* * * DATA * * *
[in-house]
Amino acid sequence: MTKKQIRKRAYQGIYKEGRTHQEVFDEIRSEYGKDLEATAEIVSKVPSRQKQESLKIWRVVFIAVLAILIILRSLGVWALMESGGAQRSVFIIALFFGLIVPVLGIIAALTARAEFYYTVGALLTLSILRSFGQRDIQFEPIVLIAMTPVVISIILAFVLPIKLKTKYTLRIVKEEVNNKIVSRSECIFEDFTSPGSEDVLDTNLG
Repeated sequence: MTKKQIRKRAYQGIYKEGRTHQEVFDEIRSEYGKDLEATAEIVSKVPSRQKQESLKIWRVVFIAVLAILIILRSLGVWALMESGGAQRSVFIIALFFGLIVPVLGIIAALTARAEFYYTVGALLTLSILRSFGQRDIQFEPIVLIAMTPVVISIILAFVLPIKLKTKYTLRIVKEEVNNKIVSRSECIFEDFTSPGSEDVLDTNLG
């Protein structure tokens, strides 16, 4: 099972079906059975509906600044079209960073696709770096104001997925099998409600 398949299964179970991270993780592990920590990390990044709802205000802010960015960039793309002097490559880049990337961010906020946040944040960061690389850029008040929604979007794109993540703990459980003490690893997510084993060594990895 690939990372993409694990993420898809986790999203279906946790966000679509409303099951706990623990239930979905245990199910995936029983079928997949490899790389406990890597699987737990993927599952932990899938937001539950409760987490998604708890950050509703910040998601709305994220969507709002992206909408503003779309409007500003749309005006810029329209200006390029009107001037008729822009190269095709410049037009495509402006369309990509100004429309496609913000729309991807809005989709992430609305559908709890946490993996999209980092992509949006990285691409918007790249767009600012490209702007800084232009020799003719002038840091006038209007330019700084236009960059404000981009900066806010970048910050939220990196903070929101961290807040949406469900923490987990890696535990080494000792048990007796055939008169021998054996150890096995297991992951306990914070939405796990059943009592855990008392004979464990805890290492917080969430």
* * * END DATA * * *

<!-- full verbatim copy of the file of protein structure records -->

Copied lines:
[in-house]
Amino acid sequence: MTKKQIRKRAYQGIYKEGRTHQEVFDEIRSEYGKDLEATAEIVSKVPSRQKQESLKIWRVVFIAVLAILIILRSLGVWALMESGGAQRSVFIIALFFGLIVPVLGIIAALTARAEFYYTVGALLTLSILRSFGQRDIQFEPIVLIAMTPVVISIILAFVLPIKLKTKYTLRIVKEEVNNKIVSRSECIFEDFTSPGSEDVLDTNLG
Repeated sequence: MTKKQIRKRAYQGIYKEGRTHQEVFDEIRSEYGKDLEATAEIVSKVPSRQKQESLKIWRVVFIAVLAILIILRSLGVWALMESGGAQRSVFIIALFFGLIVPVLGIIAALTARAEFYYTVGALLTLSILRSFGQRDIQFEPIVLIAMTPVVISIILAFVLPIKLKTKYTLRIVKEEVNNKIVSRSECIFEDFTSPGSEDVLDTNLG
């Protein structure tokens, strides 16, 4: 099972079906059975509906600044079209960073696709770096104001997925099998409600 398949299964179970991270993780592990920590990390990044709802205000802010960015960039793309002097490559880049990337961010906020946040944040960061690389850029008040929604979007794109993540703990459980003490690893997510084993060594990895 690939990372993409694990993420898809986790999203279906946790966000679509409303099951706990623990239930979905245990199910995936029983079928997949490899790389406990890597699987737990993927599952932990899938937001539950409760987490998604708890950050509703910040998601709305994220969507709002992206909408503003779309409007500003749309005006810029329209200006390029009107001037008729822009190269095709410049037009495509402006369309990509100004429309496609913000729309991807809005989709992430609305559908709890946490993996999209980092992509949006990285691409918007790249767009600012490209702007800084232009020799003719002038840091006038209007330019700084236009960059404000981009900066806010970048910050939220990196903070929101961290807040949406469900923490987990890696535990080494000792048990007796055939008169021998054996150890096995297991992951306990914070939405796990059943009592855990008392004979464990805890290492917080969430």